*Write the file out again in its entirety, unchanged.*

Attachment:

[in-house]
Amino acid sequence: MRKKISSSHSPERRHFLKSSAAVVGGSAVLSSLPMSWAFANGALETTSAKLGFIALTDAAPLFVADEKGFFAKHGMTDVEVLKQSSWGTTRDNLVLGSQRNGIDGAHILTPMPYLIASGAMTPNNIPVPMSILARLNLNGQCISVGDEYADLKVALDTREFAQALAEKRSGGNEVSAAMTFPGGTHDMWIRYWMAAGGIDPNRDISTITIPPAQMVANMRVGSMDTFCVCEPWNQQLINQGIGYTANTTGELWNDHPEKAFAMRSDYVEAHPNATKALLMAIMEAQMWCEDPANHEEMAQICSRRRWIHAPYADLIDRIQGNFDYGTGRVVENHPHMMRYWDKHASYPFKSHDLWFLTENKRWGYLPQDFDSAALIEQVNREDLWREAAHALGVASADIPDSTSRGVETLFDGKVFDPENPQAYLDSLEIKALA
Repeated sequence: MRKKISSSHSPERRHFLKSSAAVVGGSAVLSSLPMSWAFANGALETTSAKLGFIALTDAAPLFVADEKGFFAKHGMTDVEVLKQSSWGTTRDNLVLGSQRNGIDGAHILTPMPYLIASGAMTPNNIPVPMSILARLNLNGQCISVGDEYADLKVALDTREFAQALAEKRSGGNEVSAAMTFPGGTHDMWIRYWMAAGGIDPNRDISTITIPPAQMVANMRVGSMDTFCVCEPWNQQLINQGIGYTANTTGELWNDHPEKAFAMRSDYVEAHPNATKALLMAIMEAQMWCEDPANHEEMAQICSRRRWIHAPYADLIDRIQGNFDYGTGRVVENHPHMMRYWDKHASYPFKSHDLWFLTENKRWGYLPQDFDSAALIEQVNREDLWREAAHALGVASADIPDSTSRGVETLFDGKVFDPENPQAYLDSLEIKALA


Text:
[in-house]
Amino acid sequence: MRKKISSSHSPERRHFLKSSAAVVGGSAVLSSLPMSWAFANGALETTSAKLGFIALTDAAPLFVADEKGFFAKHGMTDVEVLKQSSWGTTRDNLVLGSQRNGIDGAHILTPMPYLIASGAMTPNNIPVPMSILARLNLNGQCISVGDEYADLKVALDTREFAQALAEKRSGGNEVSAAMTFPGGTHDMWIRYWMAAGGIDPNRDISTITIPPAQMVANMRVGSMDTFCVCEPWNQQLINQGIGYTANTTGELWNDHPEKAFAMRSDYVEAHPNATKALLMAIMEAQMWCEDPANHEEMAQICSRRRWIHAPYADLIDRIQGNFDYGTGRVVENHPHMMRYWDKHASYPFKSHDLWFLTENKRWGYLPQDFDSAALIEQVNREDLWREAAHALGVASADIPDSTSRGVETLFDGKVFDPENPQAYLDSLEIKALA
Repeated sequence: MRKKISSSHSPERRHFLKSSAAVVGGSAVLSSLPMSWAFANGALETTSAKLGFIALTDAAPLFVADEKGFFAKHGMTDVEVLKQSSWGTTRDNLVLGSQRNGIDGAHILTPMPYLIASGAMTPNNIPVPMSILARLNLNGQCISVGDEYADLKVALDTREFAQALAEKRSGGNEVSAAMTFPGGTHDMWIRYWMAAGGIDPNRDISTITIPPAQMVANMRVGSMDTFCVCEPWNQQLINQGIGYTANTTGELWNDHPEKAFAMRSDYVEAHPNATKALLMAIMEAQMWCEDPANHEEMAQICSRRRWIHAPYADLIDRIQGNFDYGTGRVVENHPHMMRYWDKHASYPFKSHDLWFLTENKRWGYLPQDFDSAALIEQVNREDLWREAAHALGVASADIPDSTSRGVETLFDGKVFDPENPQAYLDSLEIKALA